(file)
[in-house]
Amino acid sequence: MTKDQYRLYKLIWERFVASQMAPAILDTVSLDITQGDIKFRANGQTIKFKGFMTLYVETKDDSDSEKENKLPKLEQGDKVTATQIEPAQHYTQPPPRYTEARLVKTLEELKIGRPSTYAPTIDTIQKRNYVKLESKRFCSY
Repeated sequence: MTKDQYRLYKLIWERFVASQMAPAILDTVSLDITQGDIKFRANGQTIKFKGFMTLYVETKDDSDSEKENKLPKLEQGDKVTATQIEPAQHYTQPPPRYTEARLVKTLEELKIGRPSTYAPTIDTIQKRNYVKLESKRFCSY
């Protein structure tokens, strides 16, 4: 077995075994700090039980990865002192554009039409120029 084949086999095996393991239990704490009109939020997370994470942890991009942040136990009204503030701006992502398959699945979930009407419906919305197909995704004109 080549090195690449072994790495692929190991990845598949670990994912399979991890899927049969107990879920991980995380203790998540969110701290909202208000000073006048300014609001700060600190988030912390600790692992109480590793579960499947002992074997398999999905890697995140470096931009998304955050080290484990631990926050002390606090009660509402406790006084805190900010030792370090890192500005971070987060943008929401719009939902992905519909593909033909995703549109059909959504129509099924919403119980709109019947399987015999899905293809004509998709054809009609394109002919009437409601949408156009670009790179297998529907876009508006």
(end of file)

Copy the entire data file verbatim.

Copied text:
[in-house]
Amino acid sequence: MTKDQYRLYKLIWERFVASQMAPAILDTVSLDITQGDIKFRANGQTIKFKGFMTLYVETKDDSDSEKENKLPKLEQGDKVTATQIEPAQHYTQPPPRYTEARLVKTLEELKIGRPSTYAPTIDTIQKRNYVKLESKRFCSY
Repeated sequence: MTKDQYRLYKLIWERFVASQMAPAILDTVSLDITQGDIKFRANGQTIKFKGFMTLYVETKDDSDSEKENKLPKLEQGDKVTATQIEPAQHYTQPPPRYTEARLVKTLEELKIGRPSTYAPTIDTIQKRNYVKLESKRFCSY
């Protein structure tokens, strides 16, 4: 077995075994700090039980990865002192554009039409120029 084949086999095996393991239990704490009109939020997370994470942890991009942040136990009204503030701006992502398959699945979930009407419906919305197909995704004109 080549090195690449072994790495692929190991990845598949670990994912399979991890899927049969107990879920991980995380203790998540969110701290909202208000000073006048300014609001700060600190988030912390600790692992109480590793579960499947002992074997398999999905890697995140470096931009998304955050080290484990631990926050002390606090009660509402406790006084805190900010030792370090890192500005971070987060943008929401719009939902992905519909593909033909995703549109059909959504129509099924919403119980709109019947399987015999899905293809004509998709054809009609394109002919009437409601949408156009670009790179297998529907876009508006």